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nerds
10-11-2007, 01:31 AM
I'd be interested in the various directions people here might take with what I'm about to describe. I'll disclaim right away by saying that I've already made my decision, after long consideration, but I know that it's likely the wrong one in terms of sales and sales ability to an agent.

I'm six months into a straight non-fiction account of something catastrophic that happened in the 1870s as it pertained to one small town in the South. I have the permissions and full cooperation from descendants of families directly involved in the subject. I have developed friendships with them.

During the course of research I came across, specific to one integral locale and family in the story, a chain of misery, unproven murder, and gothic mayhem, all verifiable and true, continuing through the generations to present day. They are in the papers as I speak. Had I found all this earlier I might well have taken the book in another direction, or into a fictional account. By the time I discovered it I was in good graces with all, hence my decision to avoid it.

Has anyone else run into this, and has it changed the course of your project? And, more generally, has research ever turned your book or story into something else entirely? I'd love to hear any other experiences with non-fiction projects getting turned turtle, or, challenges to staying with the original intent.

Or any general thoughts or comments. Which might be, damn, write the murder stuff! Which I still wrestle with, even though I've decided not to.

johnrobison
10-11-2007, 03:33 AM
If you are as yet unpublished, you might be guided by the advice: "Write the book that is most likely to find a market."

And that may not be the book you planned at the beginning.

Tish Davidson
10-11-2007, 04:22 AM
Anything that brings the incidents into the present day is going to find a larger audience than an accounting of events from a century or more ago.

Billingsgate
10-11-2007, 05:20 AM
It seems that you've decided to avoid the present-day connections to your story. That not only is bad for potential sales. It's bad for the story. Sounds like what you have is a multigenerational tale of epic proportions, and you're choosing to castrate it. I strongly urge you to go ahead with bringing the story into the present day. Sounds like there is real drama in that, something that will get readers thinking of their own family and town histories. Who knows? Those people you are on so-called good terms with may enjoy all the attention when it's published. And if the facts are in the papers, what are they going to do? Sue you? Not likely, if it's all documented.

Think of writers and artists today risking their personal safety, even their lives, in Burma, Iran and China, to tell true stories of what they know is happening around them. And you're worried about a few neighbors?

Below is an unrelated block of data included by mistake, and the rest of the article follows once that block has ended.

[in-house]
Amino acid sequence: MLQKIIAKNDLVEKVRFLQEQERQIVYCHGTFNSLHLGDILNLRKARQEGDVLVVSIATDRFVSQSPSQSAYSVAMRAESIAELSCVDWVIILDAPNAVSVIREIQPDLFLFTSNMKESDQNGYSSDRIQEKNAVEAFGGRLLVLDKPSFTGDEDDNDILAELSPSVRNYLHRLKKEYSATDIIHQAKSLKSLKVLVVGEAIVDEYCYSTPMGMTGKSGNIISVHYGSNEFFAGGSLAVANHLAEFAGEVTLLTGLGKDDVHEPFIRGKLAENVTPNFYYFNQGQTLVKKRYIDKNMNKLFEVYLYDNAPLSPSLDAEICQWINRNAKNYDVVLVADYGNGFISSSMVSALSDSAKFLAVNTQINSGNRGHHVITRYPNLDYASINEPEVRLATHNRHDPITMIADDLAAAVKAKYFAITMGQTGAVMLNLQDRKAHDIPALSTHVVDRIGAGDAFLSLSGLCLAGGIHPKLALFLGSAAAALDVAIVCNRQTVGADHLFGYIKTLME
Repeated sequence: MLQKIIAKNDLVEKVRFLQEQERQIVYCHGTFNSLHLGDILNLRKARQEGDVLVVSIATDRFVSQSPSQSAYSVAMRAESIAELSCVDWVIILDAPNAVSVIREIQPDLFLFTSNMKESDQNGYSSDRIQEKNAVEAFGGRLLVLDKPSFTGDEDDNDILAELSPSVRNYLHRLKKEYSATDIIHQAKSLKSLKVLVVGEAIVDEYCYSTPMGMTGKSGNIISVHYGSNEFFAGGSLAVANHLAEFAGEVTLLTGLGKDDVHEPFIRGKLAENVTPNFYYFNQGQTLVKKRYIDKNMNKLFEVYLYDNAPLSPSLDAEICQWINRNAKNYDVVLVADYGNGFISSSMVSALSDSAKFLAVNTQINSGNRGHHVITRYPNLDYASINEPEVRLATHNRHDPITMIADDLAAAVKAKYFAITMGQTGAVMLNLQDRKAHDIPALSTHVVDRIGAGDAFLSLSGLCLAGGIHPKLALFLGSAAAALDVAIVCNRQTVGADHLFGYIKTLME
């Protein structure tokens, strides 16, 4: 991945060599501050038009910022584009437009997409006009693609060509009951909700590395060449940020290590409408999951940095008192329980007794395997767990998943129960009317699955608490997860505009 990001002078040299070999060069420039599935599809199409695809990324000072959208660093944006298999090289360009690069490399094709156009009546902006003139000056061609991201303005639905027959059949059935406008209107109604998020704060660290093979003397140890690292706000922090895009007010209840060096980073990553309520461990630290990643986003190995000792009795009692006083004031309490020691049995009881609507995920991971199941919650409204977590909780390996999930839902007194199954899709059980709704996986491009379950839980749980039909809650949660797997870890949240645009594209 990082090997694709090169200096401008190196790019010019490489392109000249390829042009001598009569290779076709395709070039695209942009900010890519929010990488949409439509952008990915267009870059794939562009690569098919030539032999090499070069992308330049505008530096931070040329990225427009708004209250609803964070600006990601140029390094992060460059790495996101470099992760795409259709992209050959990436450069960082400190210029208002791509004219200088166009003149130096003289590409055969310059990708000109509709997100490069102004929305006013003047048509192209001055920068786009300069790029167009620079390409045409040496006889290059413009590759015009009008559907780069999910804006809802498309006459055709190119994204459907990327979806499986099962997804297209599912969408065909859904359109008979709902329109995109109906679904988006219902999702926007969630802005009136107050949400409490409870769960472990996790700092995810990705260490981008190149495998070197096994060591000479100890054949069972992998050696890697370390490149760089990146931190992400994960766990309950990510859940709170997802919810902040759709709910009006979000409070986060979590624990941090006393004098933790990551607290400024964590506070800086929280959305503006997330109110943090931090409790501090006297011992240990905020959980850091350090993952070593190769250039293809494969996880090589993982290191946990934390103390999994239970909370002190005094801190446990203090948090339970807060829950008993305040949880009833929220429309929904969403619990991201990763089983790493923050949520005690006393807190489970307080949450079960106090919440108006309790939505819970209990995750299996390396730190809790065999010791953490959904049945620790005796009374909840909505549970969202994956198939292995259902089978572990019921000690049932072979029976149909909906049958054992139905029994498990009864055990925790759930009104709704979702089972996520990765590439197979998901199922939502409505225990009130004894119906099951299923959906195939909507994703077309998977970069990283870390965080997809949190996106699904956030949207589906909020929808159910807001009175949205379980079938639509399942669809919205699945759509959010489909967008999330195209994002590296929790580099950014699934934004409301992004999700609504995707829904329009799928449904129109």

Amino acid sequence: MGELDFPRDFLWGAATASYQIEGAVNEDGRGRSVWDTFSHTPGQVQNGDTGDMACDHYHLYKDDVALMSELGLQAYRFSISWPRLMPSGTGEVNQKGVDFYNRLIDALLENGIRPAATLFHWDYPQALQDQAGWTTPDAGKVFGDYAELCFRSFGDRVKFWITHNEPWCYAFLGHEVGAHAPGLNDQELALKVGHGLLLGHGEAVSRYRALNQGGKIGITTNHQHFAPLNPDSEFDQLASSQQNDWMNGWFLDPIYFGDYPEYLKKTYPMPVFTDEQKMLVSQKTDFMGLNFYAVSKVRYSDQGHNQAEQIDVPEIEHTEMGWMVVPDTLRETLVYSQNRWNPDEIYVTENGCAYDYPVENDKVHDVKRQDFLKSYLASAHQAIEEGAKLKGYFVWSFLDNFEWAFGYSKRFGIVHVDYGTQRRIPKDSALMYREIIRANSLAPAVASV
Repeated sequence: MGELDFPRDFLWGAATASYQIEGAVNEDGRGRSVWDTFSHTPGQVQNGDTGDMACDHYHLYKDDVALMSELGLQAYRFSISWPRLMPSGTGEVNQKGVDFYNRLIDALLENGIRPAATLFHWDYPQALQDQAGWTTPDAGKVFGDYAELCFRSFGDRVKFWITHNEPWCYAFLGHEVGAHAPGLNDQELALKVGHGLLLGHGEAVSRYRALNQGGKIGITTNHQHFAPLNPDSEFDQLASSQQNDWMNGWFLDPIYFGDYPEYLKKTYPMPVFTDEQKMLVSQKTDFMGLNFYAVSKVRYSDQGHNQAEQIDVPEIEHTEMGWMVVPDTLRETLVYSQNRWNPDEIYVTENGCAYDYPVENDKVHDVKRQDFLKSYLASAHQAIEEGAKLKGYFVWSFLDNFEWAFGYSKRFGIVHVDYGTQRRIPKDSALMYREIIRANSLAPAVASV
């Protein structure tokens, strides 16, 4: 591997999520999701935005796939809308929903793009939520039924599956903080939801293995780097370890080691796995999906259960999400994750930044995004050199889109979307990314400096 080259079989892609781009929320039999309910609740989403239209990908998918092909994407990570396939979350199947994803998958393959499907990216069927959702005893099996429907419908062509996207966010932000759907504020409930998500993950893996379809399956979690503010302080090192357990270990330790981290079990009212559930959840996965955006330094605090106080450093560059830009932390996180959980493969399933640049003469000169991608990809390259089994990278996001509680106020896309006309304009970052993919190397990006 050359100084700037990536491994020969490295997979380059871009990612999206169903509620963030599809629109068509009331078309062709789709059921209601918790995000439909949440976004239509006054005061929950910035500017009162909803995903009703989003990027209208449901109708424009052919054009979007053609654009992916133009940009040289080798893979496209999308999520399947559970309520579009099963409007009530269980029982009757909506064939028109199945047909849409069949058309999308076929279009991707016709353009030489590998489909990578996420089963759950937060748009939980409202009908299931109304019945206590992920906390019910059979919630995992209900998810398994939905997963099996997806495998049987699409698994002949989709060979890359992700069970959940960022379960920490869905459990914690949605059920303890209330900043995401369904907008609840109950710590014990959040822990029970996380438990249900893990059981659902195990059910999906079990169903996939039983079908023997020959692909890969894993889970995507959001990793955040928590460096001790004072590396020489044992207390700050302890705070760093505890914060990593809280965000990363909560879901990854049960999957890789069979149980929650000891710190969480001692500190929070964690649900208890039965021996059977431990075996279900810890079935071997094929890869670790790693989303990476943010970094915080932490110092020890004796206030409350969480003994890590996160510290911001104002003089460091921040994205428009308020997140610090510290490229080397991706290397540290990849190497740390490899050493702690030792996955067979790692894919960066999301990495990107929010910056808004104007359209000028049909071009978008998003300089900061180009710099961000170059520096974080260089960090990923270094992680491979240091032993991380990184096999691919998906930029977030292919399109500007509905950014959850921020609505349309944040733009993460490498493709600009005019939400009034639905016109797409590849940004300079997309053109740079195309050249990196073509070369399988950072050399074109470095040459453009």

aka eraser
10-11-2007, 08:54 PM
I'm going to swim against the tide on this one. I think you made the right decision. Friendships are worth more than (potentially) increased sales.

SHBueche
10-12-2007, 12:20 AM
That is a tough call, but including the details you came across, sounds more interesting (and better book sale-wise also). Having said that, I'd probably go with not including the material. Perhaps two versions, two proposals to publishers?

wordsmith
10-12-2007, 01:05 AM
I agree with Shelley and Eraser--you made the right decision. You have forged such good relationships with the subjects of the book and while the new stuff that you've learned may indeed be juicy and worthy of publication, I wouldn't include it. Maybe it is worthy of a second publication, especially as things may continue to unfold, and after the first one comes out, and you (hopefully) are able to maintain the new friendships, maybe they'll be willing to work with you on book #2. Maybe if something super juicy comes up and others will be clammoring to write about it, because you already have an established a relationship and trust with the families, you can get first rights to the "new" story or something? (I'm not sure how that actually works, but it's just a suggestion.)
Good luck with it all! :)

Mr. Fix
10-12-2007, 01:23 AM
Posterity!

You can keep your friends.

Publish under a psedonym.

I think if you have a great 'Epic tale' you should go with it. Think of the future generations that may learn something from your research. Yes, its important to keep your friends, and I'm sure someone placed their trust in you so that you could 'discover' some of your facts. So, do you betray the trust placed on you to reveal the truth? Tough call... But it is your call!